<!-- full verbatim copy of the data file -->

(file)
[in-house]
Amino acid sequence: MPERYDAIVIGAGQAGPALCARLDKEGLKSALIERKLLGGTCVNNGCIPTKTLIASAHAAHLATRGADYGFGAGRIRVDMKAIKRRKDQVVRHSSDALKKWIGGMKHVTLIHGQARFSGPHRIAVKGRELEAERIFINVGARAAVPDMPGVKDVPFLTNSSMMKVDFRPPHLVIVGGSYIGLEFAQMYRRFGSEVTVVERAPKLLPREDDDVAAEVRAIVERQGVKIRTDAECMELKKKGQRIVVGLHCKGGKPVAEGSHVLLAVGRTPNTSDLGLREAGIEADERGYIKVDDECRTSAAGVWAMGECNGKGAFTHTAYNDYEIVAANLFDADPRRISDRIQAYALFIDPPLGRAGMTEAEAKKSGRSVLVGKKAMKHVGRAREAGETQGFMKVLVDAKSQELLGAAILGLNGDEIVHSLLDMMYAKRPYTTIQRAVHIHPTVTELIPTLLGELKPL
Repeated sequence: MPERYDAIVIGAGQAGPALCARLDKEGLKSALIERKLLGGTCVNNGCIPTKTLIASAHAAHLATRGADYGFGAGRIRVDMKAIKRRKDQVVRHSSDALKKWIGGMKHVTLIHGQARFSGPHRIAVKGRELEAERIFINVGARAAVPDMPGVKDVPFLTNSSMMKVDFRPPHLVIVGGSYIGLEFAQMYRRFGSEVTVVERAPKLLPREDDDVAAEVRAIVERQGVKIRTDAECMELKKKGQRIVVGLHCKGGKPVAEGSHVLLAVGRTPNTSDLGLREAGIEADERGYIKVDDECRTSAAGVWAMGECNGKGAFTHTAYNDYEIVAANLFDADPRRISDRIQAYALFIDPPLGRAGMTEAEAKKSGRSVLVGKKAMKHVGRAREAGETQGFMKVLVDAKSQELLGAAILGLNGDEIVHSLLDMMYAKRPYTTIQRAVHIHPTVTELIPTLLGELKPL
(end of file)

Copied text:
[in-house]
Amino acid sequence: MPERYDAIVIGAGQAGPALCARLDKEGLKSALIERKLLGGTCVNNGCIPTKTLIASAHAAHLATRGADYGFGAGRIRVDMKAIKRRKDQVVRHSSDALKKWIGGMKHVTLIHGQARFSGPHRIAVKGRELEAERIFINVGARAAVPDMPGVKDVPFLTNSSMMKVDFRPPHLVIVGGSYIGLEFAQMYRRFGSEVTVVERAPKLLPREDDDVAAEVRAIVERQGVKIRTDAECMELKKKGQRIVVGLHCKGGKPVAEGSHVLLAVGRTPNTSDLGLREAGIEADERGYIKVDDECRTSAAGVWAMGECNGKGAFTHTAYNDYEIVAANLFDADPRRISDRIQAYALFIDPPLGRAGMTEAEAKKSGRSVLVGKKAMKHVGRAREAGETQGFMKVLVDAKSQELLGAAILGLNGDEIVHSLLDMMYAKRPYTTIQRAVHIHPTVTELIPTLLGELKPL
Repeated sequence: MPERYDAIVIGAGQAGPALCARLDKEGLKSALIERKLLGGTCVNNGCIPTKTLIASAHAAHLATRGADYGFGAGRIRVDMKAIKRRKDQVVRHSSDALKKWIGGMKHVTLIHGQARFSGPHRIAVKGRELEAERIFINVGARAAVPDMPGVKDVPFLTNSSMMKVDFRPPHLVIVGGSYIGLEFAQMYRRFGSEVTVVERAPKLLPREDDDVAAEVRAIVERQGVKIRTDAECMELKKKGQRIVVGLHCKGGKPVAEGSHVLLAVGRTPNTSDLGLREAGIEADERGYIKVDDECRTSAAGVWAMGECNGKGAFTHTAYNDYEIVAANLFDADPRRISDRIQAYALFIDPPLGRAGMTEAEAKKSGRSVLVGKKAMKHVGRAREAGETQGFMKVLVDAKSQELLGAAILGLNGDEIVHSLLDMMYAKRPYTTIQRAVHIHPTVTELIPTLLGELKPL